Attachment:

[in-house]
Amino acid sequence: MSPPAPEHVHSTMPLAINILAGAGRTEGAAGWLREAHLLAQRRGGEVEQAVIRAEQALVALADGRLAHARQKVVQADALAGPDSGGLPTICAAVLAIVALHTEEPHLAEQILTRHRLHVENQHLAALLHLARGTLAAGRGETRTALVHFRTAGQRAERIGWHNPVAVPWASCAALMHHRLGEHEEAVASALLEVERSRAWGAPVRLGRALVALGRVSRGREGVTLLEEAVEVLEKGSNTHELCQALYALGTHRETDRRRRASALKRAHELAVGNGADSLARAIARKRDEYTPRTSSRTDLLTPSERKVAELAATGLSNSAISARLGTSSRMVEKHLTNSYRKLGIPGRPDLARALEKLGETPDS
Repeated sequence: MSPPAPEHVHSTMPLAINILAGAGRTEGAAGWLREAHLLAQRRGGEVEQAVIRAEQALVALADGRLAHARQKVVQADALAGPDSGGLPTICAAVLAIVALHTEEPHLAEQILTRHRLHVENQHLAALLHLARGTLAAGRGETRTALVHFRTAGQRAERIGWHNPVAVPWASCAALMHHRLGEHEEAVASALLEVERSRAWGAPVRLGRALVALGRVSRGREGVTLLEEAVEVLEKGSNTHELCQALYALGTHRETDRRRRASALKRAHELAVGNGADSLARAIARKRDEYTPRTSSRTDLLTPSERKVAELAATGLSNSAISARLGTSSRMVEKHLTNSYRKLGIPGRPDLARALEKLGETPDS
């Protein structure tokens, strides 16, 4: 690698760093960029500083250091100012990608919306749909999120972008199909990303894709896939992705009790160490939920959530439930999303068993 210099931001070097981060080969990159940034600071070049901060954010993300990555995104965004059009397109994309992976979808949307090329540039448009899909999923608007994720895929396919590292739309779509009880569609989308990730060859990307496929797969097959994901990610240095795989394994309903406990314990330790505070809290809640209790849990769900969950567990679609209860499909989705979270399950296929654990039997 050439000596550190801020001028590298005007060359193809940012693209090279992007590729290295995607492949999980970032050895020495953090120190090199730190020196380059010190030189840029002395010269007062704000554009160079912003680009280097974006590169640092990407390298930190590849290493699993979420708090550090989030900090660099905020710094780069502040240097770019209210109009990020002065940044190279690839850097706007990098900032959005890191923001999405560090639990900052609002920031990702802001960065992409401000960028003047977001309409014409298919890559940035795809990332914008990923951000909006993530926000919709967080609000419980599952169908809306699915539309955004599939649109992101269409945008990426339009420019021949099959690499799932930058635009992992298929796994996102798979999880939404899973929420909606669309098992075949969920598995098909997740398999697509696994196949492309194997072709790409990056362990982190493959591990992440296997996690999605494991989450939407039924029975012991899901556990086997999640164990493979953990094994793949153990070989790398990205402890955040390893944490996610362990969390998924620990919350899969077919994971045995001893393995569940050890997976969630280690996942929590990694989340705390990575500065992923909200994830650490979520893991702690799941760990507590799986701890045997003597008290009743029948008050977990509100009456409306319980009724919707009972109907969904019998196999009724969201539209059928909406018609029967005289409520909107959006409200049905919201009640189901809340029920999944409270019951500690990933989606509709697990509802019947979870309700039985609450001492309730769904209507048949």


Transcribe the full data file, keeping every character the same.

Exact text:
[in-house]
Amino acid sequence: MSPPAPEHVHSTMPLAINILAGAGRTEGAAGWLREAHLLAQRRGGEVEQAVIRAEQALVALADGRLAHARQKVVQADALAGPDSGGLPTICAAVLAIVALHTEEPHLAEQILTRHRLHVENQHLAALLHLARGTLAAGRGETRTALVHFRTAGQRAERIGWHNPVAVPWASCAALMHHRLGEHEEAVASALLEVERSRAWGAPVRLGRALVALGRVSRGREGVTLLEEAVEVLEKGSNTHELCQALYALGTHRETDRRRRASALKRAHELAVGNGADSLARAIARKRDEYTPRTSSRTDLLTPSERKVAELAATGLSNSAISARLGTSSRMVEKHLTNSYRKLGIPGRPDLARALEKLGETPDS
Repeated sequence: MSPPAPEHVHSTMPLAINILAGAGRTEGAAGWLREAHLLAQRRGGEVEQAVIRAEQALVALADGRLAHARQKVVQADALAGPDSGGLPTICAAVLAIVALHTEEPHLAEQILTRHRLHVENQHLAALLHLARGTLAAGRGETRTALVHFRTAGQRAERIGWHNPVAVPWASCAALMHHRLGEHEEAVASALLEVERSRAWGAPVRLGRALVALGRVSRGREGVTLLEEAVEVLEKGSNTHELCQALYALGTHRETDRRRRASALKRAHELAVGNGADSLARAIARKRDEYTPRTSSRTDLLTPSERKVAELAATGLSNSAISARLGTSSRMVEKHLTNSYRKLGIPGRPDLARALEKLGETPDS
């Protein structure tokens, strides 16, 4: 690698760093960029500083250091100012990608919306749909999120972008199909990303894709896939992705009790160490939920959530439930999303068993 210099931001070097981060080969990159940034600071070049901060954010993300990555995104965004059009397109994309992976979808949307090329540039448009899909999923608007994720895929396919590292739309779509009880569609989308990730060859990307496929797969097959994901990610240095795989394994309903406990314990330790505070809290809640209790849990769900969950567990679609209860499909989705979270399950296929654990039997 050439000596550190801020001028590298005007060359193809940012693209090279992007590729290295995607492949999980970032050895020495953090120190090199730190020196380059010190030189840029002395010269007062704000554009160079912003680009280097974006590169640092990407390298930190590849290493699993979420708090550090989030900090660099905020710094780069502040240097770019209210109009990020002065940044190279690839850097706007990098900032959005890191923001999405560090639990900052609002920031990702802001960065992409401000960028003047977001309409014409298919890559940035795809990332914008990923951000909006993530926000919709967080609000419980599952169908809306699915539309955004599939649109992101269409945008990426339009420019021949099959690499799932930058635009992992298929796994996102798979999880939404899973929420909606669309098992075949969920598995098909997740398999697509696994196949492309194997072709790409990056362990982190493959591990992440296997996690999605494991989450939407039924029975012991899901556990086997999640164990493979953990094994793949153990070989790398990205402890955040390893944490996610362990969390998924620990919350899969077919994971045995001893393995569940050890997976969630280690996942929590990694989340705390990575500065992923909200994830650490979520893991702690799941760990507590799986701890045997003597008290009743029948008050977990509100009456409306319980009724919707009972109907969904019998196999009724969201539209059928909406018609029967005289409520909107959006409200049905919201009640189901809340029920999944409270019951500690990933989606509709697990509802019947979870309700039985609450001492309730769904209507048949």